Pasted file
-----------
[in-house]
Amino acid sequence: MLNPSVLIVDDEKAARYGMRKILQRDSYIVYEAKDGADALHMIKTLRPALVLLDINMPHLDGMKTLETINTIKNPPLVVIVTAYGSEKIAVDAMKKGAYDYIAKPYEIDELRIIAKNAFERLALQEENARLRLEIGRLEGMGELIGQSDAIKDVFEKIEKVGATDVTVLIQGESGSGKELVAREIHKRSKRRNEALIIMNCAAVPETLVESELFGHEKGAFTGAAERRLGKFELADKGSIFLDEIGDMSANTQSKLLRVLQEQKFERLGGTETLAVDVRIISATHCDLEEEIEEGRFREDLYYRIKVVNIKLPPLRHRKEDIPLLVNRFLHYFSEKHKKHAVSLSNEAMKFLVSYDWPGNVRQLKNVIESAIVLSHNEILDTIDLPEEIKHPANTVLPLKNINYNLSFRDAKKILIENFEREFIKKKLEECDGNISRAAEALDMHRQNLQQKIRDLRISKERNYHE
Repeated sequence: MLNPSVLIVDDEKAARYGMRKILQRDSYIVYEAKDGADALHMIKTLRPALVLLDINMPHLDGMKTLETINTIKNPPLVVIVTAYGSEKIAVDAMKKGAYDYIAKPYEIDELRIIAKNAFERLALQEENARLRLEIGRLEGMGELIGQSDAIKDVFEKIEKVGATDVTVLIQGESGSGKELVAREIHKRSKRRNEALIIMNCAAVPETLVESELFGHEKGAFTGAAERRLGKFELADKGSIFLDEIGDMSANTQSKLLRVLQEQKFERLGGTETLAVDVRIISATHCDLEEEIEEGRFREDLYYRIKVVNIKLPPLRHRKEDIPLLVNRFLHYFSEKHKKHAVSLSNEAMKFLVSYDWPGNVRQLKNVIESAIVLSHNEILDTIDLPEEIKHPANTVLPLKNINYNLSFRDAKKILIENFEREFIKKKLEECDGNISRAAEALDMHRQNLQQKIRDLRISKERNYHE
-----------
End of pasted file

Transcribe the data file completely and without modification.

[in-house]
Amino acid sequence: MLNPSVLIVDDEKAARYGMRKILQRDSYIVYEAKDGADALHMIKTLRPALVLLDINMPHLDGMKTLETINTIKNPPLVVIVTAYGSEKIAVDAMKKGAYDYIAKPYEIDELRIIAKNAFERLALQEENARLRLEIGRLEGMGELIGQSDAIKDVFEKIEKVGATDVTVLIQGESGSGKELVAREIHKRSKRRNEALIIMNCAAVPETLVESELFGHEKGAFTGAAERRLGKFELADKGSIFLDEIGDMSANTQSKLLRVLQEQKFERLGGTETLAVDVRIISATHCDLEEEIEEGRFREDLYYRIKVVNIKLPPLRHRKEDIPLLVNRFLHYFSEKHKKHAVSLSNEAMKFLVSYDWPGNVRQLKNVIESAIVLSHNEILDTIDLPEEIKHPANTVLPLKNINYNLSFRDAKKILIENFEREFIKKKLEECDGNISRAAEALDMHRQNLQQKIRDLRISKERNYHE
Repeated sequence: MLNPSVLIVDDEKAARYGMRKILQRDSYIVYEAKDGADALHMIKTLRPALVLLDINMPHLDGMKTLETINTIKNPPLVVIVTAYGSEKIAVDAMKKGAYDYIAKPYEIDELRIIAKNAFERLALQEENARLRLEIGRLEGMGELIGQSDAIKDVFEKIEKVGATDVTVLIQGESGSGKELVAREIHKRSKRRNEALIIMNCAAVPETLVESELFGHEKGAFTGAAERRLGKFELADKGSIFLDEIGDMSANTQSKLLRVLQEQKFERLGGTETLAVDVRIISATHCDLEEEIEEGRFREDLYYRIKVVNIKLPPLRHRKEDIPLLVNRFLHYFSEKHKKHAVSLSNEAMKFLVSYDWPGNVRQLKNVIESAIVLSHNEILDTIDLPEEIKHPANTVLPLKNINYNLSFRDAKKILIENFEREFIKKKLEECDGNISRAAEALDMHRQNLQQKIRDLRISKERNYHE